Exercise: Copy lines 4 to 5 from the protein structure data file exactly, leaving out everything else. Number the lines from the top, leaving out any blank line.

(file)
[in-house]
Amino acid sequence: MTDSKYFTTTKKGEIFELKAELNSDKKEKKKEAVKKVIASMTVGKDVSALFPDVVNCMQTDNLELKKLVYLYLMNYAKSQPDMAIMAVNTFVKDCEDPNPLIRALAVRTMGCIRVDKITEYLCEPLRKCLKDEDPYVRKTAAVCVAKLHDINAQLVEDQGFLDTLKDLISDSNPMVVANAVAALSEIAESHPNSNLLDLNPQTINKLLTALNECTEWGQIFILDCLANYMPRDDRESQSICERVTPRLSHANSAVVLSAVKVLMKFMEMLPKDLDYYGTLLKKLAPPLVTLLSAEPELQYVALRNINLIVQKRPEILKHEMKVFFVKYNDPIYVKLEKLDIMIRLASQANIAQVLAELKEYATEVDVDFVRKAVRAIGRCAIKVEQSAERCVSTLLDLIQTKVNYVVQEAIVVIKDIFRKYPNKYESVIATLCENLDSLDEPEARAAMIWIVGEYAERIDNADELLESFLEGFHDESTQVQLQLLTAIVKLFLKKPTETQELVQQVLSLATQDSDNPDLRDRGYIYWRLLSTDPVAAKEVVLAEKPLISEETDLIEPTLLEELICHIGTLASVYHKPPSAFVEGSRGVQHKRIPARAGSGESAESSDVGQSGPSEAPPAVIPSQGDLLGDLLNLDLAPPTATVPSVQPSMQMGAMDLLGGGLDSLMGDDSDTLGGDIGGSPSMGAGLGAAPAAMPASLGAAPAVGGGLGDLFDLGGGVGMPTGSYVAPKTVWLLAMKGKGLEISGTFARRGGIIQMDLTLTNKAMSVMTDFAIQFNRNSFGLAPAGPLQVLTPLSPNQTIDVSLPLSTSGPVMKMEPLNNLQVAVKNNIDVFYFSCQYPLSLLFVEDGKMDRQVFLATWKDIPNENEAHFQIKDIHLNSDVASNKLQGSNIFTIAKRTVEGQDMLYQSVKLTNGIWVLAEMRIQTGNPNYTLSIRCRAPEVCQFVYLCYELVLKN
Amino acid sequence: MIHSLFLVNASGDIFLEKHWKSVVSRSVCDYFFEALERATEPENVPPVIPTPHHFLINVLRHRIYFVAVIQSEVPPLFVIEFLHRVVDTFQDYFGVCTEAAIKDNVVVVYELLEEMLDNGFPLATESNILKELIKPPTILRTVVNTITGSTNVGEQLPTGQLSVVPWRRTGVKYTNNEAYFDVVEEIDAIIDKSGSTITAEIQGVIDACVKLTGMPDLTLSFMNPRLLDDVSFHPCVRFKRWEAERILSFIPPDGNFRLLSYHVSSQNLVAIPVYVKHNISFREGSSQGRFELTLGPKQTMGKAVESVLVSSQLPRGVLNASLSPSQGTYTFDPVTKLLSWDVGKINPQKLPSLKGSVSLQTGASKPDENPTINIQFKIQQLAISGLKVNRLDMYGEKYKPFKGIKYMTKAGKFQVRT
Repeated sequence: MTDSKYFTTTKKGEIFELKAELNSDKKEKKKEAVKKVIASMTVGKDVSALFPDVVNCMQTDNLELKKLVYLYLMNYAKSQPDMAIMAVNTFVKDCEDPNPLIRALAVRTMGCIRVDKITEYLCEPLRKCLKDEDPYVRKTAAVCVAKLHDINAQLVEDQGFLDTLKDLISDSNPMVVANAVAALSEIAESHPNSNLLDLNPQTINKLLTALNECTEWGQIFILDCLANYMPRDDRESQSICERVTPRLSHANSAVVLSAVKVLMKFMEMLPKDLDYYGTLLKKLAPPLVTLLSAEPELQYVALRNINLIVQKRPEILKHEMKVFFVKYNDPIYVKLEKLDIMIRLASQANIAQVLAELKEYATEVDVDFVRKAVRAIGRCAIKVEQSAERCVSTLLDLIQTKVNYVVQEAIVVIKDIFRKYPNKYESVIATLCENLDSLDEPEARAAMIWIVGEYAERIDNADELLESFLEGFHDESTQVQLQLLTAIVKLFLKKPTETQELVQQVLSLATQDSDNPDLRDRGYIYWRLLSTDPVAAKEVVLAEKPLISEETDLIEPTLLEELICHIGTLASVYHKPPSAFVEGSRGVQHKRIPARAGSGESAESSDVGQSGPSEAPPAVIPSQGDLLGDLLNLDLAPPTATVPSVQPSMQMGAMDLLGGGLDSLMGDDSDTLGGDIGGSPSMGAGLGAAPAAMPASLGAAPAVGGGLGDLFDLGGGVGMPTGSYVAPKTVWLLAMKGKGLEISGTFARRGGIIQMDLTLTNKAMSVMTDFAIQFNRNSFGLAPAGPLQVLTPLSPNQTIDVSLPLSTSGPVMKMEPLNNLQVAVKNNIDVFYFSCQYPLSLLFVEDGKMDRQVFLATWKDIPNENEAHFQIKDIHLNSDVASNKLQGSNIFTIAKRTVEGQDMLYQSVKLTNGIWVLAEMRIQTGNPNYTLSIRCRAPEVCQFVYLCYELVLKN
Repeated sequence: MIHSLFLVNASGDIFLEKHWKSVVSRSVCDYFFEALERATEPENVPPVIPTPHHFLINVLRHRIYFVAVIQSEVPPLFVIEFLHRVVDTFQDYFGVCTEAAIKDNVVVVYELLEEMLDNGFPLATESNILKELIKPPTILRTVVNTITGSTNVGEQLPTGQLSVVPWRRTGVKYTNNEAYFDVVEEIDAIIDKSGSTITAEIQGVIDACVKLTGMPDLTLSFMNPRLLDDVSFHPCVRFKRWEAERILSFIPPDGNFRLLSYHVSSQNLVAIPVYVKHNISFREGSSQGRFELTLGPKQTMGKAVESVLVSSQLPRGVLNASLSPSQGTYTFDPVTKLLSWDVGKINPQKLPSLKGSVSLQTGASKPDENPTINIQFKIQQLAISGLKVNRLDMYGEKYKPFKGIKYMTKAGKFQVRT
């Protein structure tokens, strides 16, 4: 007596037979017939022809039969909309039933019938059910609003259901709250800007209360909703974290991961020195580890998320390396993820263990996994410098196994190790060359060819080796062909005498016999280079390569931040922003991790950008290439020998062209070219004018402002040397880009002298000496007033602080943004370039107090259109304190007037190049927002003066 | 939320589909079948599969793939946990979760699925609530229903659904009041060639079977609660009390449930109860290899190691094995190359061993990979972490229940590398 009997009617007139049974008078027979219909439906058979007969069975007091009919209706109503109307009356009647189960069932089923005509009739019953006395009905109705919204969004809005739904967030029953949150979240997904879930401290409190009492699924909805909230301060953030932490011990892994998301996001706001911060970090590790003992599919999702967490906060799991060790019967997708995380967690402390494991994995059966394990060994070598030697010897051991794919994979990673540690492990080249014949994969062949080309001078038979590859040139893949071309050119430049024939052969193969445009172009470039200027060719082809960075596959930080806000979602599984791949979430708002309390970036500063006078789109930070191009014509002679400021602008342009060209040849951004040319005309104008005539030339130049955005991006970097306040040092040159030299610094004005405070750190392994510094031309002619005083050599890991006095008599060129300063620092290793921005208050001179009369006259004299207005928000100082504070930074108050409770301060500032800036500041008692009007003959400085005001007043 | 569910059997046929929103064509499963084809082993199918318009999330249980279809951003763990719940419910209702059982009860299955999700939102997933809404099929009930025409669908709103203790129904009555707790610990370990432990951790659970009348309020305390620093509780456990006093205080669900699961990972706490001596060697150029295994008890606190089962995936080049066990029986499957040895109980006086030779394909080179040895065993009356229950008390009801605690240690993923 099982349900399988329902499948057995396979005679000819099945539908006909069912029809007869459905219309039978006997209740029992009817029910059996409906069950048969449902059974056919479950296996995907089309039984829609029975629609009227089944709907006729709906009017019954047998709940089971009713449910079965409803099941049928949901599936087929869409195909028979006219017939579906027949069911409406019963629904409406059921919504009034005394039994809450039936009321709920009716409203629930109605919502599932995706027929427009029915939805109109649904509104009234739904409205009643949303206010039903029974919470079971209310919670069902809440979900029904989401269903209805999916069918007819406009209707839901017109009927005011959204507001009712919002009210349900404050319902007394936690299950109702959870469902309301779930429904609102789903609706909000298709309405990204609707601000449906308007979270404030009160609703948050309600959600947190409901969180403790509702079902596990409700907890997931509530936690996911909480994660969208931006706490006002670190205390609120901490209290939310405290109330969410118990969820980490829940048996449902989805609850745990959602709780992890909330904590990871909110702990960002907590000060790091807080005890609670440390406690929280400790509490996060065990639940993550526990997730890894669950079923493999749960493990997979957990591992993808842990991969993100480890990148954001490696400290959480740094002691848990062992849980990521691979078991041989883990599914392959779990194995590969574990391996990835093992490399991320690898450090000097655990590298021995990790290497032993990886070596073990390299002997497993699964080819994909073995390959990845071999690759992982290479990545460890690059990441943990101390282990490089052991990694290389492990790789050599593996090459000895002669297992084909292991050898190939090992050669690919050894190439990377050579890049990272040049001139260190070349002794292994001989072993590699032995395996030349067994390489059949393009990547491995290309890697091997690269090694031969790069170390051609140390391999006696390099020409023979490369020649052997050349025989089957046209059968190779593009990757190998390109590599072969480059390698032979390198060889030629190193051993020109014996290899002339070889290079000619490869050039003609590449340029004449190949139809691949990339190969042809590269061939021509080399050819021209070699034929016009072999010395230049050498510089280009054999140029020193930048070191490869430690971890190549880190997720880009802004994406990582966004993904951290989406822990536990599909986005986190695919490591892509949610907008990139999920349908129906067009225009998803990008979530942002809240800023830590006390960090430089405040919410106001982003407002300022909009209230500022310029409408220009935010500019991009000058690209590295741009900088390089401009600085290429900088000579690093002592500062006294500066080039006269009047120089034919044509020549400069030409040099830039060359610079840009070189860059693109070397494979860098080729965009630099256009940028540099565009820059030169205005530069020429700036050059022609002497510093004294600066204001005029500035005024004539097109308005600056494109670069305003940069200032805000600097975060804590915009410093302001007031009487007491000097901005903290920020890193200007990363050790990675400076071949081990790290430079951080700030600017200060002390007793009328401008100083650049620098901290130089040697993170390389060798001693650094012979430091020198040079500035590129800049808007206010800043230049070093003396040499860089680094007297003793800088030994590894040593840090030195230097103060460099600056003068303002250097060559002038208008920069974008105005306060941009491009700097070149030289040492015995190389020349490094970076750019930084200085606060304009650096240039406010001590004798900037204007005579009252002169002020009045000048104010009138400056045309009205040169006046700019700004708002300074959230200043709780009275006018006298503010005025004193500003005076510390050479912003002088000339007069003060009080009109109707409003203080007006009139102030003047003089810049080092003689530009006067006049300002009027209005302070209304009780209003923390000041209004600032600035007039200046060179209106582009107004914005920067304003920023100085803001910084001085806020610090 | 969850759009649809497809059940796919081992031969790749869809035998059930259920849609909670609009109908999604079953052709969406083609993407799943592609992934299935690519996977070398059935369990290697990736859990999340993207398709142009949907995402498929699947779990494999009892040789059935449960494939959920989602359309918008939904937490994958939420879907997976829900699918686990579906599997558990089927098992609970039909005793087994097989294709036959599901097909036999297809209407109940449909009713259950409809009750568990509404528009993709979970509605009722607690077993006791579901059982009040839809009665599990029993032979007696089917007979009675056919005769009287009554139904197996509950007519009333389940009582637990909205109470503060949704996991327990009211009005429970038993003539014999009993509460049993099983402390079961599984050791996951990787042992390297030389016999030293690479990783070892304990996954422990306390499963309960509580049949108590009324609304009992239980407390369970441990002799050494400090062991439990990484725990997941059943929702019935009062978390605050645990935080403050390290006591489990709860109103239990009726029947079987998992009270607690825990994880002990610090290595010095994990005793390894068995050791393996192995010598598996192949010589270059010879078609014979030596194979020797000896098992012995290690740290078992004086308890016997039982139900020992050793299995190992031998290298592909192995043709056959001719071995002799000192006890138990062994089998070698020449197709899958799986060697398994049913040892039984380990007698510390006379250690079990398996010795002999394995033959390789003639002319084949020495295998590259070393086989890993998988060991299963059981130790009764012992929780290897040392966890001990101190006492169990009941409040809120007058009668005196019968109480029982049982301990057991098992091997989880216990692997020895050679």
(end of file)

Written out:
Repeated sequence: MTDSKYFTTTKKGEIFELKAELNSDKKEKKKEAVKKVIASMTVGKDVSALFPDVVNCMQTDNLELKKLVYLYLMNYAKSQPDMAIMAVNTFVKDCEDPNPLIRALAVRTMGCIRVDKITEYLCEPLRKCLKDEDPYVRKTAAVCVAKLHDINAQLVEDQGFLDTLKDLISDSNPMVVANAVAALSEIAESHPNSNLLDLNPQTINKLLTALNECTEWGQIFILDCLANYMPRDDRESQSICERVTPRLSHANSAVVLSAVKVLMKFMEMLPKDLDYYGTLLKKLAPPLVTLLSAEPELQYVALRNINLIVQKRPEILKHEMKVFFVKYNDPIYVKLEKLDIMIRLASQANIAQVLAELKEYATEVDVDFVRKAVRAIGRCAIKVEQSAERCVSTLLDLIQTKVNYVVQEAIVVIKDIFRKYPNKYESVIATLCENLDSLDEPEARAAMIWIVGEYAERIDNADELLESFLEGFHDESTQVQLQLLTAIVKLFLKKPTETQELVQQVLSLATQDSDNPDLRDRGYIYWRLLSTDPVAAKEVVLAEKPLISEETDLIEPTLLEELICHIGTLASVYHKPPSAFVEGSRGVQHKRIPARAGSGESAESSDVGQSGPSEAPPAVIPSQGDLLGDLLNLDLAPPTATVPSVQPSMQMGAMDLLGGGLDSLMGDDSDTLGGDIGGSPSMGAGLGAAPAAMPASLGAAPAVGGGLGDLFDLGGGVGMPTGSYVAPKTVWLLAMKGKGLEISGTFARRGGIIQMDLTLTNKAMSVMTDFAIQFNRNSFGLAPAGPLQVLTPLSPNQTIDVSLPLSTSGPVMKMEPLNNLQVAVKNNIDVFYFSCQYPLSLLFVEDGKMDRQVFLATWKDIPNENEAHFQIKDIHLNSDVASNKLQGSNIFTIAKRTVEGQDMLYQSVKLTNGIWVLAEMRIQTGNPNYTLSIRCRAPEVCQFVYLCYELVLKN
Repeated sequence: MIHSLFLVNASGDIFLEKHWKSVVSRSVCDYFFEALERATEPENVPPVIPTPHHFLINVLRHRIYFVAVIQSEVPPLFVIEFLHRVVDTFQDYFGVCTEAAIKDNVVVVYELLEEMLDNGFPLATESNILKELIKPPTILRTVVNTITGSTNVGEQLPTGQLSVVPWRRTGVKYTNNEAYFDVVEEIDAIIDKSGSTITAEIQGVIDACVKLTGMPDLTLSFMNPRLLDDVSFHPCVRFKRWEAERILSFIPPDGNFRLLSYHVSSQNLVAIPVYVKHNISFREGSSQGRFELTLGPKQTMGKAVESVLVSSQLPRGVLNASLSPSQGTYTFDPVTKLLSWDVGKINPQKLPSLKGSVSLQTGASKPDENPTINIQFKIQQLAISGLKVNRLDMYGEKYKPFKGIKYMTKAGKFQVRT